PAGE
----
Paper 7B. GEMs for chemists: a community-based approach to develop greener education materials
Julie Haack
(University of Oregon)

Irvin Levy
(Gordon College)

Paper 8A. Improving safety comprehension through hypertext: the MSDS HyperGlossary
Robert Toreki (Interactive Learning Paradigms, Inc.)
Robert E. Belford  (University of Arkansas at Little Rock)
Paper 8B. Teaching chemistry with Moodle
Fred Senese
(Frostburg StateUniversity)
Paper 8C. Expanding the role of the organic chemistry teacher through podcasting, screencasting, blogs, wikis and games
Jean-Claude Bradley (Drexel University)

Conference Articles

Abstracts of Papers:

John Penn
West Virginia University

Christoph Steinbeck
Cologne University

Ada Casares
Richard Stockton College


Web-based instructional methods have shown constant advancements in recent years. In the world of organic chemistry, online structure drawing has become possible through a variety of applets and 3-D visualization techniques are beginning to become highly commonplace. The next mountain to be climbed is that of drawing organic reaction mechanisms, and then to have the computer evaluate its correctness. This contribution will focus on the progress towards that goal and the various techniques that might be used to help students draw and to understand reaction mechanisms.

Robert M. Hanson
St. Olaf College


The Green Chemistry Assistant (GCA), , is a collaborative project between St. OlafCollege and the U.S. Environmental Protection Agency that allows analysis of chemical equations, reactions, and processes in terms of green chemistry, safety, and chemical hazards. Geared toward a broad range of users, the site focuses on single- or multi-step processes for which the balanced chemical equations are known. Concepts such as atom economy, theoretical yield, experimental atom economy, process mass efficiency, and E-factor are explained and are calculated based on balanced chemical equations and experimental quantities introduced by users. In this paper, I will describe the capabilities of this "web application" (as opposed to a simple "web page" or "web site"), how we are using it at the undergraduate organic chemistry level, some of the surprises we have had both in terms of student capabilities and in terms of faculty expectations, and what it offers to the wider green chemistry community.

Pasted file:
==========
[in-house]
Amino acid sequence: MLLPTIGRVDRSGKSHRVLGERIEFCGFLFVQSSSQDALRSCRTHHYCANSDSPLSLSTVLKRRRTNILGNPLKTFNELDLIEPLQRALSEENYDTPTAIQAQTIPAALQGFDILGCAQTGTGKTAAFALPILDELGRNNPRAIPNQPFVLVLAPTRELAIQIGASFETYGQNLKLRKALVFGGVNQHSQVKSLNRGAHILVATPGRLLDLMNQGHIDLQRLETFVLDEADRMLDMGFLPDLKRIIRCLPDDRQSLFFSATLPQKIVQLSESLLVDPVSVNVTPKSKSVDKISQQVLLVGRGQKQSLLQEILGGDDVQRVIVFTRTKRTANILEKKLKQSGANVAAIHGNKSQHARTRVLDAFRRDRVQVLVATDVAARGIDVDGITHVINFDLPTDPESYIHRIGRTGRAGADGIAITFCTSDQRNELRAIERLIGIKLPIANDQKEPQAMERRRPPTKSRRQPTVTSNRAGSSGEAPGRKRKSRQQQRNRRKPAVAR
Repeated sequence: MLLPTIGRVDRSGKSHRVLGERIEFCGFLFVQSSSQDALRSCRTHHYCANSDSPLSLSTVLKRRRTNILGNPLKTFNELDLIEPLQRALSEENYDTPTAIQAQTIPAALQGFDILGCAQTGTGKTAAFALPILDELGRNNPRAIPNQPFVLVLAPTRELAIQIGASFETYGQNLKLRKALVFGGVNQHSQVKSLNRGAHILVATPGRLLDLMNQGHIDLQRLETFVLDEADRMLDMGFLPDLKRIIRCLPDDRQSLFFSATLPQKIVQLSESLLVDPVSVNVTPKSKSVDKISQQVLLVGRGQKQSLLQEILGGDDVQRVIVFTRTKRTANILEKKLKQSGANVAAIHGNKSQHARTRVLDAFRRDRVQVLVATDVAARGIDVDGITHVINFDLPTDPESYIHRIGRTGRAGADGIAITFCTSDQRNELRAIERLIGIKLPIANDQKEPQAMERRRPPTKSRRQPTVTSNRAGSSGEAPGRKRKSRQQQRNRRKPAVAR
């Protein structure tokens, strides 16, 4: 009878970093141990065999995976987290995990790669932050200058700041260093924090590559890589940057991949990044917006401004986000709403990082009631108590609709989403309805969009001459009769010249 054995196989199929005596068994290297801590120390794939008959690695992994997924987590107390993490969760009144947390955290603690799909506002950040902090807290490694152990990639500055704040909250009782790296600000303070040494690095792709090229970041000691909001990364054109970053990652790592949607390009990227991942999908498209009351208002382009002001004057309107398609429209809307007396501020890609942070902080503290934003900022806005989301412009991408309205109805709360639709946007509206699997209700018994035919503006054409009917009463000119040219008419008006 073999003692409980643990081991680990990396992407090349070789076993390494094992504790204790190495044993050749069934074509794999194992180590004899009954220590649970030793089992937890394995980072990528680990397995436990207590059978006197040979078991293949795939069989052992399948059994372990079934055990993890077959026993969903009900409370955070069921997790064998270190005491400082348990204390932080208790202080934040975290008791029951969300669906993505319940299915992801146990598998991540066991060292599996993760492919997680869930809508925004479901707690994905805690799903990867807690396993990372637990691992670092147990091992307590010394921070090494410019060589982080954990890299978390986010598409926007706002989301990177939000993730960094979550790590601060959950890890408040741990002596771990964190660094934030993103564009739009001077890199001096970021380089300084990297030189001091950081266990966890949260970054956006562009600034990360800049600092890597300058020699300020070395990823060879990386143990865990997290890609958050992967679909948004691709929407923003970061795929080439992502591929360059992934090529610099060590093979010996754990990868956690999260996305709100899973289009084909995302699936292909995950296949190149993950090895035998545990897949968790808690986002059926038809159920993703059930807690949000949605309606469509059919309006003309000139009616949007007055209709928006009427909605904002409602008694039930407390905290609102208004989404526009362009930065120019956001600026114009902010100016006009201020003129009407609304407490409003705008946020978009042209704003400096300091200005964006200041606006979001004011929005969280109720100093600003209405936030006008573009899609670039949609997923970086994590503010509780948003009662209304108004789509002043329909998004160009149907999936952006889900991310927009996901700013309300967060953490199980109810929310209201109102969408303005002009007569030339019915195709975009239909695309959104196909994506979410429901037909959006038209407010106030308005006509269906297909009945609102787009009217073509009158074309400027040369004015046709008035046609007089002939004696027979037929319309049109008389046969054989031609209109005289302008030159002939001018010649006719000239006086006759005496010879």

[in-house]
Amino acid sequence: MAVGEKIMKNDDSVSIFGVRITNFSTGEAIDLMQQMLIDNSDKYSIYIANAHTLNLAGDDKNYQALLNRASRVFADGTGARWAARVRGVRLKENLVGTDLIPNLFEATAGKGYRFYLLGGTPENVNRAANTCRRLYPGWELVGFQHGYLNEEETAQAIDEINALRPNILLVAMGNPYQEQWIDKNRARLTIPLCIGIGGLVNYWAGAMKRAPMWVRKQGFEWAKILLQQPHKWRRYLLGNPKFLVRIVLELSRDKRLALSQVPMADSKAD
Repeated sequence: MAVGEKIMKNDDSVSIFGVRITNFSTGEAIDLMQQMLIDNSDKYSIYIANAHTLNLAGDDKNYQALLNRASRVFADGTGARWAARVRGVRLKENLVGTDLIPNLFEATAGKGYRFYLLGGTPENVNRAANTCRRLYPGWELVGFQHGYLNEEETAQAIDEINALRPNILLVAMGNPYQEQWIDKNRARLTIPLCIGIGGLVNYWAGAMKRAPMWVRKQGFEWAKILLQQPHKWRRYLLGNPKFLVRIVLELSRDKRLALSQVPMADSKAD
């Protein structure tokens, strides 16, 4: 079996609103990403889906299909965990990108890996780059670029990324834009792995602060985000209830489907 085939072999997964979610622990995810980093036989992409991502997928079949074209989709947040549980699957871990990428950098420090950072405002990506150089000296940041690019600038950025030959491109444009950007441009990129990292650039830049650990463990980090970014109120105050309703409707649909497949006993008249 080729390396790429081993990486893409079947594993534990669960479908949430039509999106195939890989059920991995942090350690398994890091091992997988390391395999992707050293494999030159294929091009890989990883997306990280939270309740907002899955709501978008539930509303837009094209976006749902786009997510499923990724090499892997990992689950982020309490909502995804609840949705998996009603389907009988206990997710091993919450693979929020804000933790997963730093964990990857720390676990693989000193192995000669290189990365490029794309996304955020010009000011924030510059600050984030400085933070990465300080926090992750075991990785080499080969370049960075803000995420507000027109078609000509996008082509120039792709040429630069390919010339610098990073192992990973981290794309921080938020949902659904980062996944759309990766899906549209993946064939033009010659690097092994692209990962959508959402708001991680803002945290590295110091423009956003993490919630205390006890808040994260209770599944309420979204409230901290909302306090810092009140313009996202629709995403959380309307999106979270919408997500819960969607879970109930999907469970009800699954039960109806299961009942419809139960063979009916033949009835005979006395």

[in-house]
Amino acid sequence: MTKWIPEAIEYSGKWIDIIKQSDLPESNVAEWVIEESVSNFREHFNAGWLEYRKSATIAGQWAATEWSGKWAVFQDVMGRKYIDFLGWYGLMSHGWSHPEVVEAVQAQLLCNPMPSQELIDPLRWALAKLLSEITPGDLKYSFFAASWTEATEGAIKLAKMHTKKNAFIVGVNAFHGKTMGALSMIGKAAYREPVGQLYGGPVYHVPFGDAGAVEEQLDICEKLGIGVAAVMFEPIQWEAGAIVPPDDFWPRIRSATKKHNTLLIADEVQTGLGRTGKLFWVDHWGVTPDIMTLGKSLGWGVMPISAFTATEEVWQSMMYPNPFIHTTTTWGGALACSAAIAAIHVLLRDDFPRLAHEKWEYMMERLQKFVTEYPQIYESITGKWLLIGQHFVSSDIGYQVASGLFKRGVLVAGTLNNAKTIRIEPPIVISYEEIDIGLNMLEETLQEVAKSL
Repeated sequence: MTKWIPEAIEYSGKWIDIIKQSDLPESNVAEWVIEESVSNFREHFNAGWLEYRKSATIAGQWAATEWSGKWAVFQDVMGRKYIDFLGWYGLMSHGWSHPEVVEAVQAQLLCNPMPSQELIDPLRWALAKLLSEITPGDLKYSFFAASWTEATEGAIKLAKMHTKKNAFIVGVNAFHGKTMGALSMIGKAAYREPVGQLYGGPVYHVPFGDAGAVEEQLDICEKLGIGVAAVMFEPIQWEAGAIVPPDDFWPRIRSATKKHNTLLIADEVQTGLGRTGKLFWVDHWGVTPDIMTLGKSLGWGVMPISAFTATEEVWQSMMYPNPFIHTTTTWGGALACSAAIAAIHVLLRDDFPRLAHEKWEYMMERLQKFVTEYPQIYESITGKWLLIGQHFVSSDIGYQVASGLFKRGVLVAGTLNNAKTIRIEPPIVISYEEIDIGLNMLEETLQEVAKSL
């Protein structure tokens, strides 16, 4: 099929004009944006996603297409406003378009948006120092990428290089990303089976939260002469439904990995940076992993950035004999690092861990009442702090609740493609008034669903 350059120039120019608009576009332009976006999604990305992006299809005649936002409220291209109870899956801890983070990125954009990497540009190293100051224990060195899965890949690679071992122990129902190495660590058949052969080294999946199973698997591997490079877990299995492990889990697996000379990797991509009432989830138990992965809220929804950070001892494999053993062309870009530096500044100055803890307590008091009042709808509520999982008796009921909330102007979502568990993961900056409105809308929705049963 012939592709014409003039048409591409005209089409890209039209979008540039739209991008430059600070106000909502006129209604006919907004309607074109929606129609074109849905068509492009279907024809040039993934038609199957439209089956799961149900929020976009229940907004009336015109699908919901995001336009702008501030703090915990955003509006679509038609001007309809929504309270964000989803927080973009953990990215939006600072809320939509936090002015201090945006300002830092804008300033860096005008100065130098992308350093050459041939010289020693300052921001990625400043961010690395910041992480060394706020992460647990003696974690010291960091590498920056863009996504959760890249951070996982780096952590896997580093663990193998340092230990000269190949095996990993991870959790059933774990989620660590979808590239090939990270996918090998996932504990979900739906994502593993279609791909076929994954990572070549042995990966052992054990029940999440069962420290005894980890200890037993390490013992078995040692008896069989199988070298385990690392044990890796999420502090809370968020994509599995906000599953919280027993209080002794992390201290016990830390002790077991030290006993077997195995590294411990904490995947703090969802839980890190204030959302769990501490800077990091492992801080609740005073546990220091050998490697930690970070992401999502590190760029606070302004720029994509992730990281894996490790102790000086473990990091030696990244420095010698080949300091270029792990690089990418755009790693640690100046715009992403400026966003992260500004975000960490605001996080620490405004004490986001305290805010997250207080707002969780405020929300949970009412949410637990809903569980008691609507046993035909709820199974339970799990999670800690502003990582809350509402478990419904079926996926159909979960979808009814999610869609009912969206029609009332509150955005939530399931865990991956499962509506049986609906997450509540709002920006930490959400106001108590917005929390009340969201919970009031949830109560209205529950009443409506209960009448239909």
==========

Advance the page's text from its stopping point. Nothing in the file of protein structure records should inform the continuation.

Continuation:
William F. Polik
Jordan R. Schmidt
Hope College


WebMO ( is a free web-based interface to popular computational chemistry programs. WebMO permits users to build 3-D molecular structures, submit multiple jobs, monitor job progress, and view text and graphical results, all from within a standard web-browser. WebMO overcomes the resource and accessibility challenges associated with traditional GUI interfaces since it is installed on a single server, requires no installation on student computers, and is available anywhere on the internet. WebMO is simple enough for undergraduate computatio